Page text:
Carolina Cherry Laurel
Carolina Cherry Laurel (Prunus caroliniana) is a beautiful native evergreen in the landscape. As a large shrub or small tree, this plant is gorgeous year-round with its glossy green foliage. It’s a great choice for this area as it is moderately salt and drought resistant. In late winter to early spring the plant has loads of tiny white flowers that appear at the tips of the branches in clusters called a raceme. The flowers have a light fragrance to them and are very attractive to native pollinators this early in the year. The flowers eventually mature from green into a small dark fruit called a drupe. The fruits are eaten in the fall and winter by birds, which distribute the seeds throughout the area.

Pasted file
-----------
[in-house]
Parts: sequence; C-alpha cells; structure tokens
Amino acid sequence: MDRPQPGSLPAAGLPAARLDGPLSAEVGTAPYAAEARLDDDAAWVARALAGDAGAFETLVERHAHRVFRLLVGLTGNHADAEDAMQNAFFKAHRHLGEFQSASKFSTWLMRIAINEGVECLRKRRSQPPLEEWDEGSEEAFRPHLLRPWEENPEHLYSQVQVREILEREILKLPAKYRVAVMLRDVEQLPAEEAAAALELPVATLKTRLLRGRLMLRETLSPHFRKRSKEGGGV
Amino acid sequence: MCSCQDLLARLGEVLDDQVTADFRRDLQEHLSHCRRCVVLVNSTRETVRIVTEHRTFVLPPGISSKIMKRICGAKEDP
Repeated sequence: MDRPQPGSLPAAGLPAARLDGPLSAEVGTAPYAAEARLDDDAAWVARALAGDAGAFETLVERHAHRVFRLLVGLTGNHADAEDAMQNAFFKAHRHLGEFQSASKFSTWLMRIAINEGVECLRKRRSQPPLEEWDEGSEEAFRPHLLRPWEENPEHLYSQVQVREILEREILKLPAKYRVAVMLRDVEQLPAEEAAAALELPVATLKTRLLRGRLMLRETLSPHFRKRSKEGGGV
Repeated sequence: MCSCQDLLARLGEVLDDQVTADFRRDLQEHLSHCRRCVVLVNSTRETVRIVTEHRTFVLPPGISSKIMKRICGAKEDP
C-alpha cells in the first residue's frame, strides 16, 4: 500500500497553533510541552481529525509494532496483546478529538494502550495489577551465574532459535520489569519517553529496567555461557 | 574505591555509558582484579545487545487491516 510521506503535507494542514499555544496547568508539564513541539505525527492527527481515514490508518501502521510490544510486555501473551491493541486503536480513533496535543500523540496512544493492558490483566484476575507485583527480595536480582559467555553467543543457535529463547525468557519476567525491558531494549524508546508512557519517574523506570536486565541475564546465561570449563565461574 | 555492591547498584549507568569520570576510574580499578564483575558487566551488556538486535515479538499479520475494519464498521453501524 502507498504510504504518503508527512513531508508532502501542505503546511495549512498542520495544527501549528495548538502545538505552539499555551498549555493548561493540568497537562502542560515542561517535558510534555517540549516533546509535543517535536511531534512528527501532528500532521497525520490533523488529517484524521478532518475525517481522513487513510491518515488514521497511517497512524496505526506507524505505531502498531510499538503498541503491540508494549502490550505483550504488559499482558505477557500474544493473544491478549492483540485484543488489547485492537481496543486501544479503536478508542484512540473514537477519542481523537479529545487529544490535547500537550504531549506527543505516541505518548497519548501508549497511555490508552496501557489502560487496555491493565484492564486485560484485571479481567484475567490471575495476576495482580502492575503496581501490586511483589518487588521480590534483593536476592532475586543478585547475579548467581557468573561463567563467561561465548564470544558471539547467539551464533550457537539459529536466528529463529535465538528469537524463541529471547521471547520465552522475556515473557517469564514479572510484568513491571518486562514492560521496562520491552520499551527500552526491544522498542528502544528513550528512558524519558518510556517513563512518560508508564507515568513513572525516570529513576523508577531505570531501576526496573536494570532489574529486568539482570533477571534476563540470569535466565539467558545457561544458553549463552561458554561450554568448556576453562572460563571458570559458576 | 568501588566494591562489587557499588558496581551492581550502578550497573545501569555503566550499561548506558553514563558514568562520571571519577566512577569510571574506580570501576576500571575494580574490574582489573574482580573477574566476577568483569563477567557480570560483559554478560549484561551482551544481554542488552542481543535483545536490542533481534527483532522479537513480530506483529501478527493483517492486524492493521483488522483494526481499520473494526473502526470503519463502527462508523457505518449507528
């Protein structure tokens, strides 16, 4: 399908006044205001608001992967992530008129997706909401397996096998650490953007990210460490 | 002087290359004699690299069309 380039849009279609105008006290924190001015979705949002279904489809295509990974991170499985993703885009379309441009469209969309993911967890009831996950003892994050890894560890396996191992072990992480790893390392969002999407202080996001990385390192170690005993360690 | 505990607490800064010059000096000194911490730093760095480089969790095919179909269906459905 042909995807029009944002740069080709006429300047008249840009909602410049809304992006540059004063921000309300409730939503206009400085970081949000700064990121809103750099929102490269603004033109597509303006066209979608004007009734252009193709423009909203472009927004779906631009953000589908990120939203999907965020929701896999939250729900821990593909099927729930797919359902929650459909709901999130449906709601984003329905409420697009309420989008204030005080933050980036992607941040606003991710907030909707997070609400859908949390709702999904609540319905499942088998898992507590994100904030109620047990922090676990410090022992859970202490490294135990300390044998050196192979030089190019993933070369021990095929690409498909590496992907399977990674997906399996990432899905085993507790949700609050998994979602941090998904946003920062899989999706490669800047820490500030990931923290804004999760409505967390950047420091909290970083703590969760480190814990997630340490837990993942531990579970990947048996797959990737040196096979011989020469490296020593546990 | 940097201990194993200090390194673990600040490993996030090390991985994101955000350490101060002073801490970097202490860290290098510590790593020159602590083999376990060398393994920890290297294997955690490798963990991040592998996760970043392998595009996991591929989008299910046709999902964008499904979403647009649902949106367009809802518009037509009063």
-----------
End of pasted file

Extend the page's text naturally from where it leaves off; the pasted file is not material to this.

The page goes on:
The plant grows best in moist soil that is well-drained. It will grow in full sun to part shade and do well in either situation. The plant is smaller and more compact when grown in full sun, but can reach heights of 15 to 35 feet with a spread of 15 to 20 feet. The plant will handle lots of pruning, which makes it a good candidate for taller hedges or loose screening situations.
The leaves, when crushed, have an odor something similar to maraschino cherries. However, don’t eat any part of this plant as it contains high concentrations of prussic acid (cyanide) and can be poisonous if ingested.
One other possible problem is that if the site is ideal for this plant to grow, the roots may sucker (sprout shoots) and seeds may germinate creating a weedy situation. If the plant is being grown to screen an unsightly view, this may not be a bad thing.
View this short video.